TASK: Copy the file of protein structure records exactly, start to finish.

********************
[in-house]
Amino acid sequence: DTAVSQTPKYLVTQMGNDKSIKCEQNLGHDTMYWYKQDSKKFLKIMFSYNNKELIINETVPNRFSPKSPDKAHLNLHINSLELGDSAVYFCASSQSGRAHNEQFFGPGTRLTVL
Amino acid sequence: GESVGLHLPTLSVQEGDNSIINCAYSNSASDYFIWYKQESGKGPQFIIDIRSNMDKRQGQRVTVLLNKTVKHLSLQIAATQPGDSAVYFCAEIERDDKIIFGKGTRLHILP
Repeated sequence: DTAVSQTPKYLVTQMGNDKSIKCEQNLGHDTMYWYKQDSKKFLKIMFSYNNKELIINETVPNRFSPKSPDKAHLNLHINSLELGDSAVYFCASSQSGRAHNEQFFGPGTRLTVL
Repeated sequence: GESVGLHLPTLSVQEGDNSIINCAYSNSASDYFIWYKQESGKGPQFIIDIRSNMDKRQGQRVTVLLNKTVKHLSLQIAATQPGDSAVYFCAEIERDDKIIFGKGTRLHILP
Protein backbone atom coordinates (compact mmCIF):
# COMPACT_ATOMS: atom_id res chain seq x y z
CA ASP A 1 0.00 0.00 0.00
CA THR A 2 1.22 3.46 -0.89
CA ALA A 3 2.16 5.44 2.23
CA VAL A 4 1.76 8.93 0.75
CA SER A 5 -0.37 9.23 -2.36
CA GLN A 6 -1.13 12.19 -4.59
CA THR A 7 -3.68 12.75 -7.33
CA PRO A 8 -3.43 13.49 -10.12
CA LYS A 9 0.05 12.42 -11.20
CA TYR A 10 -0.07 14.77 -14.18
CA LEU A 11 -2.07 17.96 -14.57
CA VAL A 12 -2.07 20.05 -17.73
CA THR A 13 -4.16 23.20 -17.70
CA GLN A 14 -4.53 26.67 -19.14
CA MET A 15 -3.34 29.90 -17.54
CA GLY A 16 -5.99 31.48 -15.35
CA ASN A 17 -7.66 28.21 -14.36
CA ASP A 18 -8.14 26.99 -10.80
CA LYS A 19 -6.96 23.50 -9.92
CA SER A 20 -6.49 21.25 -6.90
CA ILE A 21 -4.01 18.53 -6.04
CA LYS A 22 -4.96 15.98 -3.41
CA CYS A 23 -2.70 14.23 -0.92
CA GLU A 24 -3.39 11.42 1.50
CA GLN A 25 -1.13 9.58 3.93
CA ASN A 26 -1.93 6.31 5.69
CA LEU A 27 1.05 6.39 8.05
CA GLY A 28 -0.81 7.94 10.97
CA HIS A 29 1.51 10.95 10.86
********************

[in-house]
Amino acid sequence: DTAVSQTPKYLVTQMGNDKSIKCEQNLGHDTMYWYKQDSKKFLKIMFSYNNKELIINETVPNRFSPKSPDKAHLNLHINSLELGDSAVYFCASSQSGRAHNEQFFGPGTRLTVL
Amino acid sequence: GESVGLHLPTLSVQEGDNSIINCAYSNSASDYFIWYKQESGKGPQFIIDIRSNMDKRQGQRVTVLLNKTVKHLSLQIAATQPGDSAVYFCAEIERDDKIIFGKGTRLHILP
Repeated sequence: DTAVSQTPKYLVTQMGNDKSIKCEQNLGHDTMYWYKQDSKKFLKIMFSYNNKELIINETVPNRFSPKSPDKAHLNLHINSLELGDSAVYFCASSQSGRAHNEQFFGPGTRLTVL
Repeated sequence: GESVGLHLPTLSVQEGDNSIINCAYSNSASDYFIWYKQESGKGPQFIIDIRSNMDKRQGQRVTVLLNKTVKHLSLQIAATQPGDSAVYFCAEIERDDKIIFGKGTRLHILP
Protein backbone atom coordinates (compact mmCIF):
# COMPACT_ATOMS: atom_id res chain seq x y z
CA ASP A 1 0.00 0.00 0.00
CA THR A 2 1.22 3.46 -0.89
CA ALA A 3 2.16 5.44 2.23
CA VAL A 4 1.76 8.93 0.75
CA SER A 5 -0.37 9.23 -2.36
CA GLN A 6 -1.13 12.19 -4.59
CA THR A 7 -3.68 12.75 -7.33
CA PRO A 8 -3.43 13.49 -10.12
CA LYS A 9 0.05 12.42 -11.20
CA TYR A 10 -0.07 14.77 -14.18
CA LEU A 11 -2.07 17.96 -14.57
CA VAL A 12 -2.07 20.05 -17.73
CA THR A 13 -4.16 23.20 -17.70
CA GLN A 14 -4.53 26.67 -19.14
CA MET A 15 -3.34 29.90 -17.54
CA GLY A 16 -5.99 31.48 -15.35
CA ASN A 17 -7.66 28.21 -14.36
CA ASP A 18 -8.14 26.99 -10.80
CA LYS A 19 -6.96 23.50 -9.92
CA SER A 20 -6.49 21.25 -6.90
CA ILE A 21 -4.01 18.53 -6.04
CA LYS A 22 -4.96 15.98 -3.41
CA CYS A 23 -2.70 14.23 -0.92
CA GLU A 24 -3.39 11.42 1.50
CA GLN A 25 -1.13 9.58 3.93
CA ASN A 26 -1.93 6.31 5.69
CA LEU A 27 1.05 6.39 8.05
CA GLY A 28 -0.81 7.94 10.97
CA HIS A 29 1.51 10.95 10.86